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Starting / Business startup

All you need to know about copyright – Part 2

When can you use someone’s copyrighted material? What if someone infringes your copyright? This article answers more of your copyright FAQs.

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This article is the second in a two-part series on copyright. Read Part 1 here.

When can you use someone’s copyrighted material?

There are a few exceptions where the use of copyrighted material is allowed:

  1. Fair dealing: This means you are able to use it without asking permission from the owner where the work is being used for research or when you are writing a critique or review. But you must always acknowledge the owner.
  2. Statutory license: The government and educational institutions can use copyrighted work without the owner’s permission; however, the owner can claim ‘fair’ payment for the work.
  3. Express permission: This is where you have been granted specific permission to re-use the ‘work’ from the copyright owner for an agreed purpose. In this case, get permission in writing or by email.
  4. Creative Commons License: Copyright owners can offer a global license to give people permission to use their material at no cost.

Want more articles like this? Check out the business startup section.

What can you do if someone infringes your copyright?

What if you see your image, photo, article, design, etc. being used by someone else, a company or a website? First, contact them and ask them to remove the offending material. Sometimes they don’t realise it belongs to another person or they thought they wouldn’t get caught!

"Unfortunately you cannot avoid people ignoring copyright rules and using your work for their own benefit. "

If it’s a website and they ignore your request, you can go to the domain host and make a formal request to have the material removed, or even request the site be closed down. You should provide evidence that you have already contacted the website owner directly. In general, domain-hosting companies do not want to be seen permitting any illegal activity, so they normally have a process to follow to have your copyrighted work removed.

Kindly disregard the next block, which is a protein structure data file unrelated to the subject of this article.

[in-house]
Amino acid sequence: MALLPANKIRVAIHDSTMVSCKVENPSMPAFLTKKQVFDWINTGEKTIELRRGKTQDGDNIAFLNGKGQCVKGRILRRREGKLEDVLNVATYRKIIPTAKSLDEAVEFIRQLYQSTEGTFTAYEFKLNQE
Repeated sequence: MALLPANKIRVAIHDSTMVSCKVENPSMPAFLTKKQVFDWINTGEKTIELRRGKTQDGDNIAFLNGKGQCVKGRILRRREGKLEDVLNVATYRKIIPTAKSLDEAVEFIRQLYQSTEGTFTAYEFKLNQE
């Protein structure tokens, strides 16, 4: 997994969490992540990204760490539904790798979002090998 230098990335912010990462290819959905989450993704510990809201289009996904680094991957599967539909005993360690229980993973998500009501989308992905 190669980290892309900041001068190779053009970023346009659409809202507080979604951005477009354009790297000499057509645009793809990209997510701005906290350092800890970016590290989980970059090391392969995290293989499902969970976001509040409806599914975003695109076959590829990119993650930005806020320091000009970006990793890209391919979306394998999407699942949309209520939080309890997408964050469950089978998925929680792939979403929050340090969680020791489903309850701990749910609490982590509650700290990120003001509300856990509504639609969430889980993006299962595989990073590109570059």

If, after your request for removal, the individual, company or website still does nothing, you should issue them with a formal Copyright Infringement Notice, which you can obtain from a lawyer. In some instances, you can also request payment for fees and any revenue received by the person infringing your copyright.

… And be proactive

Unfortunately you cannot avoid people ignoring copyright rules and using your work for their own benefit. The internet and connected world is growing so fast the regulations are struggling to keep up.

The best thing to do is keep track of your work and register it where you can to ensure the maximum protection. Posting clear copyright notices and terms on your work and business website may also deter infringers from ‘stealing’ your material. If you sell your work, ensure that all copyright notices and ownership of the work are clearly marked and noted.

And make sure you know the rules, so you don’t breach anyone else’s copyright!

Are you clear on your copyright protection and obligations? What are your copyright FAQs?

Read “All you need to know about copyright – Part 1”.

Vanessa Emilio

is a Practice Director, Lawyer, Founder and CEO of Legal123.com.au, a legal website business with easy-to-use, inexpensive legal templates, forms and agreements for everyday Australians as well as lots of useful information.

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